Drones on the way to the supermarket?
The drone revolution has long been a ubiquitous idea for any business person or lover of new technologies. The concept of efficient and effective flying objects is appealing and commercially enticing.
So it’s no surprise that drone companies could start making deals with supermarket chains to provide pilot programs in selected areas for deliveries. In these programs, supermarket customers can order from hundreds of products delivered by drone. Recently, Walgreens (NASDAQ: WBA) announced one such partnership with Wing, a drone company which is owned by Alphabet (NASDAQ: GOOGL). This adds to the list of companies like Walmart (NYSE: WMT), Kroger (NYSE: KR), and UPS (NYSE: UPS), who have all previously tested drone delivery.
All this has an undeniable hint of science fiction, but little by little, it is more real than ever, so I wonder: who will pilot these drones? Will they all be autonomous? At what size will a drone have to go from being autonomous to being piloted by a professional? How will government agencies secure the air traffic of so many drones? As satisfying as it must be to see your orders being airdropped to you, partnerships like the above seem to raise more questions than they answer.
One example of why these questions are important is FedEx (NYSE: FDX), as, by 2023, they will begin using Elroy Air’s autonomous, electric, vertical take-off and landing drone to move packages between distribution points. The interesting thing about this drone is its capabilities because it is not the typical drone that can carry loads of a maximum of 1.5 kilograms. This drone, called “Chaparral,” can carry between 136 and 226 kilograms, traveling a distance of 482 kilometers, all autonomously.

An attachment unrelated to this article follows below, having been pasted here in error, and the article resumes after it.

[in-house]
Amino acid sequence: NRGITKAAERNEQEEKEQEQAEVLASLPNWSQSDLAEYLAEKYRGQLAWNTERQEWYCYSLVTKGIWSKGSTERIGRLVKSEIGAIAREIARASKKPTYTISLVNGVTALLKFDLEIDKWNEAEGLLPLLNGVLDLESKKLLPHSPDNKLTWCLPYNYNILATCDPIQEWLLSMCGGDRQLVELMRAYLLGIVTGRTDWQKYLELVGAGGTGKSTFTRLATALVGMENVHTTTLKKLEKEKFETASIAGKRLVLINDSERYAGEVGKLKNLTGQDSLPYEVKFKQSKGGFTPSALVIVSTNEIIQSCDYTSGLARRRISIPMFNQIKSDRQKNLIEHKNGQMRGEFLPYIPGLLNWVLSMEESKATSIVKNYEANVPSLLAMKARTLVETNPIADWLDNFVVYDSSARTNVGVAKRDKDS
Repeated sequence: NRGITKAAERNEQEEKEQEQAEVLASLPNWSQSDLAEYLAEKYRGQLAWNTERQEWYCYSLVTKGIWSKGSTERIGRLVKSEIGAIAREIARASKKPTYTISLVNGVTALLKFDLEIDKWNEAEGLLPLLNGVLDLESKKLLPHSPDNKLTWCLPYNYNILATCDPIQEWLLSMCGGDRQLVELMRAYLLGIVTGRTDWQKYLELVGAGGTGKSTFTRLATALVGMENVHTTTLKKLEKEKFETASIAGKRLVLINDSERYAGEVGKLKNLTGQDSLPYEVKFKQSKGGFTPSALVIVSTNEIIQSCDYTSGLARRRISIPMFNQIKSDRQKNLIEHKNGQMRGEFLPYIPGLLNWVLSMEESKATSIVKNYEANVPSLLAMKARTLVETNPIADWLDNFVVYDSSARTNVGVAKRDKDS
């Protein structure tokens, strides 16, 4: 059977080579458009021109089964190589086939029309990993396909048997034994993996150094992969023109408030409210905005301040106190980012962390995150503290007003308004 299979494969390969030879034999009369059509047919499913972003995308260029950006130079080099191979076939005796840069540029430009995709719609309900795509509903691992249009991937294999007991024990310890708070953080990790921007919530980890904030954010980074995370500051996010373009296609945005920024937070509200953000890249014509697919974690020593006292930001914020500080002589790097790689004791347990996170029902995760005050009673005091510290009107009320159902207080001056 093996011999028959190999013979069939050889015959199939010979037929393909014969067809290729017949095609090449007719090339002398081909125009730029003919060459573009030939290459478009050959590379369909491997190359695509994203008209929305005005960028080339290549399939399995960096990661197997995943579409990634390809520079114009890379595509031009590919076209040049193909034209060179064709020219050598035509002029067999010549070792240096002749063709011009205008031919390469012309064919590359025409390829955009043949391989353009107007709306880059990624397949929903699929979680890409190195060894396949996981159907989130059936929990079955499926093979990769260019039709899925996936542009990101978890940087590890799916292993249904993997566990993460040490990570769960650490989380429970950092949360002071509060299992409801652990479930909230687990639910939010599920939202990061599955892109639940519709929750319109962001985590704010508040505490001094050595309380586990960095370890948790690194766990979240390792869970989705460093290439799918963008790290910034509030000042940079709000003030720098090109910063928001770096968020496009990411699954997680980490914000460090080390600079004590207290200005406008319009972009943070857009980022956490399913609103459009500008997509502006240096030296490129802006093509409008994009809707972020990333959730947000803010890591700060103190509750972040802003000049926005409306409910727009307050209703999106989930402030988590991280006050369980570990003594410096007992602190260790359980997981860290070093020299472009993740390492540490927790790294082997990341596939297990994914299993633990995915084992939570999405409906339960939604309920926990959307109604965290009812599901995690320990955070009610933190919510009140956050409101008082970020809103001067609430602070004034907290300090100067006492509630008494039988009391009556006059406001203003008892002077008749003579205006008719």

A drone like the one by FedEx (NYSE: FDX) with such impressive capabilities compared to the drones we are more accustomed to certainly opens doors to many possibilities. Imagine being stuck in a broken-down vehicle in the middle of nowhere and being able to ask for a delivery of a tire, gasoline, engine oil, or any mechanical part to repair the car’s engine.
Or imagine you are taking a walk in the mountains with your dog, and suddenly your pet suffers an injury. Being in a remote area, calling a normal ambulance is not an option. But could there be an ‘ambulance drone’ of sorts? Of course, for this to happen, the safety level of the technology has to improve drastically. And it will, like all forms of new technology, probably come with its own set of headaches (particularly if one lands on you).
On the other hand, perhaps we are, as usual, overestimating the capabilities of this technology in the short run. It’s cool to fantasize about a firefighting drone piloted by an expert that might be able to pull out people trapped inside a burning building or drop a small torrent of high-pressure water on the flames to relieve the fire in its path. That may not happen for a while, but perhaps in 15 years, it will be a serious possibility.